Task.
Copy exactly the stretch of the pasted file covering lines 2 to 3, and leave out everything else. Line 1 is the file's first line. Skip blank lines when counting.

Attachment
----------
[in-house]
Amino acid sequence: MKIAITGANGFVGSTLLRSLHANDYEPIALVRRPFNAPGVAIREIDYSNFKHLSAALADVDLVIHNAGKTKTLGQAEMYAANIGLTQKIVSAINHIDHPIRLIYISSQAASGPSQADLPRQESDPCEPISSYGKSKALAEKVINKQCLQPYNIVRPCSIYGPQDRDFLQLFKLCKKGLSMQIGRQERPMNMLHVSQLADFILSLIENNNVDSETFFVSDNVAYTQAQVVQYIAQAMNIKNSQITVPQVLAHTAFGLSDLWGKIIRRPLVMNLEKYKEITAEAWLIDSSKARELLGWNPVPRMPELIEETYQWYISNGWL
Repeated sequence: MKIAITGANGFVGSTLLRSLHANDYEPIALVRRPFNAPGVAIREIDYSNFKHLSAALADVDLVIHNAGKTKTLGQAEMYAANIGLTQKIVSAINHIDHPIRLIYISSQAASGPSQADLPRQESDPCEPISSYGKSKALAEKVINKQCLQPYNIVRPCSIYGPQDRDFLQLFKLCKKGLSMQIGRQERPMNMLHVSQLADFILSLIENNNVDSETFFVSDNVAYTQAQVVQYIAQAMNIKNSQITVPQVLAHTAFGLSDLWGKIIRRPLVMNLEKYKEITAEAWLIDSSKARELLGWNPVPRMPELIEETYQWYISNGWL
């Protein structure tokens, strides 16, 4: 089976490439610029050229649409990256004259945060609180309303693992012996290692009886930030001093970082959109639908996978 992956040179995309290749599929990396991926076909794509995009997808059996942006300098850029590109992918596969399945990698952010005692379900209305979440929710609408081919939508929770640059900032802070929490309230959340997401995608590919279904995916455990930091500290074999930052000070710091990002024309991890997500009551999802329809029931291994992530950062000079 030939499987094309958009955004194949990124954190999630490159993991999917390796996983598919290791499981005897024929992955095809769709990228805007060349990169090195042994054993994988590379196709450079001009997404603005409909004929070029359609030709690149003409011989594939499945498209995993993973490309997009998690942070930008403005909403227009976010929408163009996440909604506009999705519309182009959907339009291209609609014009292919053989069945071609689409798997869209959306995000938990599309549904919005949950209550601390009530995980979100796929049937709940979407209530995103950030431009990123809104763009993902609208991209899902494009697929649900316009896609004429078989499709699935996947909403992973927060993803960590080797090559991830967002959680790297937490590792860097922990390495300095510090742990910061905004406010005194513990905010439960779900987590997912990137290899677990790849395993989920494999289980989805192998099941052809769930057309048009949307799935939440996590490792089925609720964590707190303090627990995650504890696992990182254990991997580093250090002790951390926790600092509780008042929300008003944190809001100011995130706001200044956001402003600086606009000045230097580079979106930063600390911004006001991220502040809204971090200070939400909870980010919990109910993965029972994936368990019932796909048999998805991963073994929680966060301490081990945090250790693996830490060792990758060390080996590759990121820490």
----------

Amino acid sequence: MKIAITGANGFVGSTLLRSLHANDYEPIALVRRPFNAPGVAIREIDYSNFKHLSAALADVDLVIHNAGKTKTLGQAEMYAANIGLTQKIVSAINHIDHPIRLIYISSQAASGPSQADLPRQESDPCEPISSYGKSKALAEKVINKQCLQPYNIVRPCSIYGPQDRDFLQLFKLCKKGLSMQIGRQERPMNMLHVSQLADFILSLIENNNVDSETFFVSDNVAYTQAQVVQYIAQAMNIKNSQITVPQVLAHTAFGLSDLWGKIIRRPLVMNLEKYKEITAEAWLIDSSKARELLGWNPVPRMPELIEETYQWYISNGWL
Repeated sequence: MKIAITGANGFVGSTLLRSLHANDYEPIALVRRPFNAPGVAIREIDYSNFKHLSAALADVDLVIHNAGKTKTLGQAEMYAANIGLTQKIVSAINHIDHPIRLIYISSQAASGPSQADLPRQESDPCEPISSYGKSKALAEKVINKQCLQPYNIVRPCSIYGPQDRDFLQLFKLCKKGLSMQIGRQERPMNMLHVSQLADFILSLIENNNVDSETFFVSDNVAYTQAQVVQYIAQAMNIKNSQITVPQVLAHTAFGLSDLWGKIIRRPLVMNLEKYKEITAEAWLIDSSKARELLGWNPVPRMPELIEETYQWYISNGWL